The way years of repetition give a dancer
jointless grace, she hoists the bed sheet
making of it flawless convexity. From the window
a thrust of air laced with the opiates of late summer
huddles beneath: loosening sap, pollen teamed and shifting
making corporeal the air as schools of minnow
do the sea. In that vacant moment
as the sheet exhales
she lets herself forget. The last year, when the anxieties
bound to health metastasized into acceptance.
And further: cancer found at sixty-five, then rooted out
like a heretic from the once peaceful township
of his body; the stroke that left his brain
an anemone softly tousled by
surrounding currents –all muted
in the cradle of domestic resolve.
But as the fabric, fully winded, settles in
sketching the eroded topography of the
husband of fifty-nine years, who once daily
scared her with his anger, who now breaks her
heart with lightness of his arm she must lift
to tuck him in
the present reasserts in bolder strokes
than before, in deeper, less forgiving
blacks. Punishment, she thinks,
for allowing this moment
Watching the dew gather
in a sigh upon the grass, your absence feels
like a spider loitering on the soul.
What strange tensility the soul’s skin has,
to endure for years the sledges of grief,
only to break now against the fog
raising its hymn
among the blushing maple.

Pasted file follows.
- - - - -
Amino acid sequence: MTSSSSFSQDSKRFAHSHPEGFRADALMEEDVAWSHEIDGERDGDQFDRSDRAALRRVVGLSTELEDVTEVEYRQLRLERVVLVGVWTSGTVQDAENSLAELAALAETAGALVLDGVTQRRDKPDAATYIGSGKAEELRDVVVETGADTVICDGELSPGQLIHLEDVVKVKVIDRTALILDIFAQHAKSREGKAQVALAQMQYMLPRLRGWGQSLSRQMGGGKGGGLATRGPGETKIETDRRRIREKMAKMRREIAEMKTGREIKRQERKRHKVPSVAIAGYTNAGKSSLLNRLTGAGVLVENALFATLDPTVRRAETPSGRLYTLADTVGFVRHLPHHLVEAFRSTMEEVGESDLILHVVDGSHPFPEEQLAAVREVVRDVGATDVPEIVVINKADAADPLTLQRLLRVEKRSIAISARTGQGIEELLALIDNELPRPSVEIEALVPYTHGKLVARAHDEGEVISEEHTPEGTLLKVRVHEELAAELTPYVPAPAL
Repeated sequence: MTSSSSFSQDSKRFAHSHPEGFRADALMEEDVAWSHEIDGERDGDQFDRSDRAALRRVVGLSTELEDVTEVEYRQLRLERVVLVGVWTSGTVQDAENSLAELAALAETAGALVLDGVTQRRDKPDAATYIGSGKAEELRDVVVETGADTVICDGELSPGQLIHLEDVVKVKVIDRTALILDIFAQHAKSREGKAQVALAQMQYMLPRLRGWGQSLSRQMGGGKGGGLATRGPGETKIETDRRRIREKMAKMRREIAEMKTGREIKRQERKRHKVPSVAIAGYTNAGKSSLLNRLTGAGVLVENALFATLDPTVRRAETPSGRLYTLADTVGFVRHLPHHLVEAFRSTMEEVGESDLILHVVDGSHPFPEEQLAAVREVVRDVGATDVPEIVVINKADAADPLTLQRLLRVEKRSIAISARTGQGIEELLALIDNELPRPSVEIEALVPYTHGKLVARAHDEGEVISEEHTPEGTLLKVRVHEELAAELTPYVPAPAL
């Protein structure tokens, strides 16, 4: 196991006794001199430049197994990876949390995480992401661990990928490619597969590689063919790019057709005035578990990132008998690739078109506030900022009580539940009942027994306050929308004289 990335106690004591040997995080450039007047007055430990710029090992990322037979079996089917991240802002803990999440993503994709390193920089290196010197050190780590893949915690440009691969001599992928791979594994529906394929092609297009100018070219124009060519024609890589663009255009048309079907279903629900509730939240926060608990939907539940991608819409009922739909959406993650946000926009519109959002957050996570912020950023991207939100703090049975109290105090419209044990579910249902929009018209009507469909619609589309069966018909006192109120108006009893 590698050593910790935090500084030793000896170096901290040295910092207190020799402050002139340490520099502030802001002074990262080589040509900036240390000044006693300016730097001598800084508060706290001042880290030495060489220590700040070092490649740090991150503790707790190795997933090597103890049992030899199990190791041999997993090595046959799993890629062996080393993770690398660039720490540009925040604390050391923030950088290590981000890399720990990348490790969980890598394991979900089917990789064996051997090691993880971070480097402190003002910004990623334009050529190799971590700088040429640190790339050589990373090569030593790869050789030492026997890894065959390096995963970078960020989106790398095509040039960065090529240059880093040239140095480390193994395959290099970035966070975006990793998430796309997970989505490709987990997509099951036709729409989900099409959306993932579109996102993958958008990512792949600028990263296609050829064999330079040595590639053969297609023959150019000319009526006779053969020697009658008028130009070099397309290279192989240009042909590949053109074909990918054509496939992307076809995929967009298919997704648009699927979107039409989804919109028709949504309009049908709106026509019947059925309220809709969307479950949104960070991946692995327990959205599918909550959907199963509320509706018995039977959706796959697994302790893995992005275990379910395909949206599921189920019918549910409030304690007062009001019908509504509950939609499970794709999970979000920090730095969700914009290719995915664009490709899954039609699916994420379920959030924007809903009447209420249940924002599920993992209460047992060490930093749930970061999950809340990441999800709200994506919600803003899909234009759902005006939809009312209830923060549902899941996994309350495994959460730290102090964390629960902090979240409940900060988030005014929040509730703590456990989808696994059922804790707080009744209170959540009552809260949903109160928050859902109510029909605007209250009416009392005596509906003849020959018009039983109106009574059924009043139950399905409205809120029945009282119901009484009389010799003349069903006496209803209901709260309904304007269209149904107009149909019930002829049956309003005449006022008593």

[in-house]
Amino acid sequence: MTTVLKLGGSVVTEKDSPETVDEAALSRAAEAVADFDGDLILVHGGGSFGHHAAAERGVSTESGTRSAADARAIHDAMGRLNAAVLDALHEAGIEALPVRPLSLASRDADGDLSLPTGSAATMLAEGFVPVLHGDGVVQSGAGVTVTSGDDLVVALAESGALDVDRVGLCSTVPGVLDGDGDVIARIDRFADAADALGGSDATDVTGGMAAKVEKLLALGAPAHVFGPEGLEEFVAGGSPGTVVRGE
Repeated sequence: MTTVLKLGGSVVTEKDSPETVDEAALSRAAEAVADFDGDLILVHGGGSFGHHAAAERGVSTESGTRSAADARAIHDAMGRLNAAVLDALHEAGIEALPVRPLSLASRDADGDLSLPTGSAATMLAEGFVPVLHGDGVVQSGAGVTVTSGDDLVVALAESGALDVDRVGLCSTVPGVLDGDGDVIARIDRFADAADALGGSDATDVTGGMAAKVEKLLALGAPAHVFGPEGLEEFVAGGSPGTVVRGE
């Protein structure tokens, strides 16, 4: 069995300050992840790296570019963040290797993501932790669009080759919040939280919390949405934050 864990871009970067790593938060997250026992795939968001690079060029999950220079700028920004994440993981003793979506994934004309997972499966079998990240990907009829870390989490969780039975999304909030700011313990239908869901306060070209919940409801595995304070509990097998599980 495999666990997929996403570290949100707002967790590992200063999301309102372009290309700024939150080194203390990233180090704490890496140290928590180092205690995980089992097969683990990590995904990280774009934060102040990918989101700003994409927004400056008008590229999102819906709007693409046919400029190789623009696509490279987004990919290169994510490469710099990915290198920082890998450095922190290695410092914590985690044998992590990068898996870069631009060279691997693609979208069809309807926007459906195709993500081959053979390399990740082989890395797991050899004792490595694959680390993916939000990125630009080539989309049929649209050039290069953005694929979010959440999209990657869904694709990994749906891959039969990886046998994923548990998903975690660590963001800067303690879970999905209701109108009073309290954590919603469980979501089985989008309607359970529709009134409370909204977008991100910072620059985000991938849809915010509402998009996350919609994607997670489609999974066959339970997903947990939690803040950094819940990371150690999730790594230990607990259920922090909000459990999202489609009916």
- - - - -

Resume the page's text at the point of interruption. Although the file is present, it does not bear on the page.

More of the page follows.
Sometimes I’ve nothing left
but to touch that absence as one would
the cheek of a sleeping child
and marvel at how this dogged grove
weaves the sun and works the rain
into one more lush renewal.
like fall roses, as he lies
in his black calyx.
Joy is the error
made deep in the spin of a
The desert wind starts
its ballet of divisions.
You mouth freezes mine.
What fog had seduced
became a concept of trees.
Forest, let me go.
For suffering gilded my faith’s shifting
contours, I transposed violence across
the algorithm of piano keys.
In the murk past the stage, the audience
swelled, an insatiable ear I fed my
history trimmed of its disfigurements.
Decades past acclaim, I grasp finally
how hermitic this stage is; this music
no longer can debate the growing noise.
Now with finality’s last thrust of strength–
my tuxedo holding the confluence
of my body the way hands hold prayer–
I brick with each note the bleak chamber where
memory’s stem is cut and flower pressed.
Image: Dimanche après-midi (Sunday Afternoon), 1953 by Dorothea Tanning